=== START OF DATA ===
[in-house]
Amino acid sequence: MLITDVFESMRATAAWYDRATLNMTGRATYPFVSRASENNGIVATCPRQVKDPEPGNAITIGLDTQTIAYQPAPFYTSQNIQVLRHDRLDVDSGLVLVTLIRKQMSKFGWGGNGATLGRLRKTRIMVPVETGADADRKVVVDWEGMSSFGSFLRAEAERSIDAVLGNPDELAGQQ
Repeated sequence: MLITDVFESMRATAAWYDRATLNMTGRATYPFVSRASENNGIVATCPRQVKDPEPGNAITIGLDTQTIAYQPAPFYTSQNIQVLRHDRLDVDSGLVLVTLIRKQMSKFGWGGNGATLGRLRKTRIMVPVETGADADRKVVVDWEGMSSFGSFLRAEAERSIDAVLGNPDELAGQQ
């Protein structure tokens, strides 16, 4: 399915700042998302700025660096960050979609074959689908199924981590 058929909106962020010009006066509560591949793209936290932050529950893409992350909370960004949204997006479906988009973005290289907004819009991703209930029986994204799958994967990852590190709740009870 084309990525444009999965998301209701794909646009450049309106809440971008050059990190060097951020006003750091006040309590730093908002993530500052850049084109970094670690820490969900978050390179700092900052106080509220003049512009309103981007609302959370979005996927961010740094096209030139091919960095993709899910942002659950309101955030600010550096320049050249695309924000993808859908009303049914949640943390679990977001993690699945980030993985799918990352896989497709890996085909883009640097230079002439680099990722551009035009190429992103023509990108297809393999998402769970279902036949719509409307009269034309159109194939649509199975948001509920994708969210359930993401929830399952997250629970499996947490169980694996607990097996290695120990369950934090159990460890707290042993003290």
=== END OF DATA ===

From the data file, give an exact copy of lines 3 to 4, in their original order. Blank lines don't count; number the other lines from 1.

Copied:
Repeated sequence: MLITDVFESMRATAAWYDRATLNMTGRATYPFVSRASENNGIVATCPRQVKDPEPGNAITIGLDTQTIAYQPAPFYTSQNIQVLRHDRLDVDSGLVLVTLIRKQMSKFGWGGNGATLGRLRKTRIMVPVETGADADRKVVVDWEGMSSFGSFLRAEAERSIDAVLGNPDELAGQQ
């Protein structure tokens, strides 16, 4: 399915700042998302700025660096960050979609074959689908199924981590 058929909106962020010009006066509560591949793209936290932050529950893409992350909370960004949204997006479906988009973005290289907004819009991703209930029986994204799958994967990852590190709740009870 084309990525444009999965998301209701794909646009450049309106809440971008050059990190060097951020006003750091006040309590730093908002993530500052850049084109970094670690820490969900978050390179700092900052106080509220003049512009309103981007609302959370979005996927961010740094096209030139091919960095993709899910942002659950309101955030600010550096320049050249695309924000993808859908009303049914949640943390679990977001993690699945980030993985799918990352896989497709890996085909883009640097230079002439680099990722551009035009190429992103023509990108297809393999998402769970279902036949719509409307009269034309159109194939649509199975948001509920994708969210359930993401929830399952997250629970499996947490169980694996607990097996290695120990369950934090159990460890707290042993003290």